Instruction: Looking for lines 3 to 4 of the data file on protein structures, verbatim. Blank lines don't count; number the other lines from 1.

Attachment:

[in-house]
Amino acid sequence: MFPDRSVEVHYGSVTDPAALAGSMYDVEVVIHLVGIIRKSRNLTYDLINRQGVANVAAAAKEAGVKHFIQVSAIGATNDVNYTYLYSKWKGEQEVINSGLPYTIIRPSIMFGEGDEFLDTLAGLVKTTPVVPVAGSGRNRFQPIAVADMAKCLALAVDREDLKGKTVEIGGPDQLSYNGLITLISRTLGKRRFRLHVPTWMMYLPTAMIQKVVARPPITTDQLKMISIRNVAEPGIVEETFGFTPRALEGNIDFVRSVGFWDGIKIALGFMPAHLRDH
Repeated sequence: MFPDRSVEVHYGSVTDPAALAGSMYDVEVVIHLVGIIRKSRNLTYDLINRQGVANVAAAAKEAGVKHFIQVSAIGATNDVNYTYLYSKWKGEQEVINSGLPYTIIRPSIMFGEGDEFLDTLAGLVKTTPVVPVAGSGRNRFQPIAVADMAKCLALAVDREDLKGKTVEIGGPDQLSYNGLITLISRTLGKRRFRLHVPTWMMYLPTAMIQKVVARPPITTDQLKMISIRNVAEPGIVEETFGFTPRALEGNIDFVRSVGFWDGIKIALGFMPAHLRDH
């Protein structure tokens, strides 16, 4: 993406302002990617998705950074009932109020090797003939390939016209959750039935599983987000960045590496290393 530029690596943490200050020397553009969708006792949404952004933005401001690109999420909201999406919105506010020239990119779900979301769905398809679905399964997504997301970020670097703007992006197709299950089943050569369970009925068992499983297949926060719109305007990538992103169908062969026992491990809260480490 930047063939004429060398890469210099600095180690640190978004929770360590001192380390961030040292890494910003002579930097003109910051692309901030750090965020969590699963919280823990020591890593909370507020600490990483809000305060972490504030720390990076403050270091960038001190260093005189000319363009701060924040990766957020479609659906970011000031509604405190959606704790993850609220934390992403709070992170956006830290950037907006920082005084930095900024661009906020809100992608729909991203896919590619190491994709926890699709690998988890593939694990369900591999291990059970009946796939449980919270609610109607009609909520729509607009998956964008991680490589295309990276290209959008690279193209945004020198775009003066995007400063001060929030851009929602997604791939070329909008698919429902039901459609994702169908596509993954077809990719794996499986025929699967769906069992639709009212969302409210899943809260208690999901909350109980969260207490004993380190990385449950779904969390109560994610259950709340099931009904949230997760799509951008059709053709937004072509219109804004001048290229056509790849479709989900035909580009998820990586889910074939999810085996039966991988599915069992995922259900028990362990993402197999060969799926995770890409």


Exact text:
Repeated sequence: MFPDRSVEVHYGSVTDPAALAGSMYDVEVVIHLVGIIRKSRNLTYDLINRQGVANVAAAAKEAGVKHFIQVSAIGATNDVNYTYLYSKWKGEQEVINSGLPYTIIRPSIMFGEGDEFLDTLAGLVKTTPVVPVAGSGRNRFQPIAVADMAKCLALAVDREDLKGKTVEIGGPDQLSYNGLITLISRTLGKRRFRLHVPTWMMYLPTAMIQKVVARPPITTDQLKMISIRNVAEPGIVEETFGFTPRALEGNIDFVRSVGFWDGIKIALGFMPAHLRDH
């Protein structure tokens, strides 16, 4: 993406302002990617998705950074009932109020090797003939390939016209959750039935599983987000960045590496290393 530029690596943490200050020397553009969708006792949404952004933005401001690109999420909201999406919105506010020239990119779900979301769905398809679905399964997504997301970020670097703007992006197709299950089943050569369970009925068992499983297949926060719109305007990538992103169908062969026992491990809260480490 930047063939004429060398890469210099600095180690640190978004929770360590001192380390961030040292890494910003002579930097003109910051692309901030750090965020969590699963919280823990020591890593909370507020600490990483809000305060972490504030720390990076403050270091960038001190260093005189000319363009701060924040990766957020479609659906970011000031509604405190959606704790993850609220934390992403709070992170956006830290950037907006920082005084930095900024661009906020809100992608729909991203896919590619190491994709926890699709690998988890593939694990369900591999291990059970009946796939449980919270609610109607009609909520729509607009998956964008991680490589295309990276290209959008690279193209945004020198775009003066995007400063001060929030851009929602997604791939070329909008698919429902039901459609994702169908596509993954077809990719794996499986025929699967769906069992639709009212969302409210899943809260208690999901909350109980969260207490004993380190990385449950779904969390109560994610259950709340099931009904949230997760799509951008059709053709937004072509219109804004001048290229056509790849479709989900035909580009998820990586889910074939999810085996039966991988599915069992995922259900028990362990993402197999060969799926995770890409």